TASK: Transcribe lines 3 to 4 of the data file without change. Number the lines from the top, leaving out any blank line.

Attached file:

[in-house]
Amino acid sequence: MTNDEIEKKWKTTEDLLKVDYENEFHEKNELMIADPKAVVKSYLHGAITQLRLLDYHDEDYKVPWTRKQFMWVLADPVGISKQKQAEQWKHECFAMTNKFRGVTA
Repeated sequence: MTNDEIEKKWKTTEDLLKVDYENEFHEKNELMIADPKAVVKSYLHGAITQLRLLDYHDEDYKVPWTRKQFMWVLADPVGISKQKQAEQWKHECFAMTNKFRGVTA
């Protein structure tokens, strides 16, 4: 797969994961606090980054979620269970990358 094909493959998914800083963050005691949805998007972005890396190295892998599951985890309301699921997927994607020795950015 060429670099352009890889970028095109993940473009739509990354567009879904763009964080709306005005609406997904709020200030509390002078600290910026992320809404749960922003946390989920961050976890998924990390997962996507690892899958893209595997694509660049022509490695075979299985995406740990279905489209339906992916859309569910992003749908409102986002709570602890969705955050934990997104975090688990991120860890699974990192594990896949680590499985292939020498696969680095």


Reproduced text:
Repeated sequence: MTNDEIEKKWKTTEDLLKVDYENEFHEKNELMIADPKAVVKSYLHGAITQLRLLDYHDEDYKVPWTRKQFMWVLADPVGISKQKQAEQWKHECFAMTNKFRGVTA
């Protein structure tokens, strides 16, 4: 797969994961606090980054979620269970990358 094909493959998914800083963050005691949805998007972005890396190295892998599951985890309301699921997927994607020795950015 060429670099352009890889970028095109993940473009739509990354567009879904763009964080709306005005609406997904709020200030509390002078600290910026992320809404749960922003946390989920961050976890998924990390997962996507690892899958893209595997694509660049022509490695075979299985995406740990279905489209339906992916859309569910992003749908409102986002709570602890969705955050934990997104975090688990991120860890699974990192594990896949680590499985292939020498696969680095």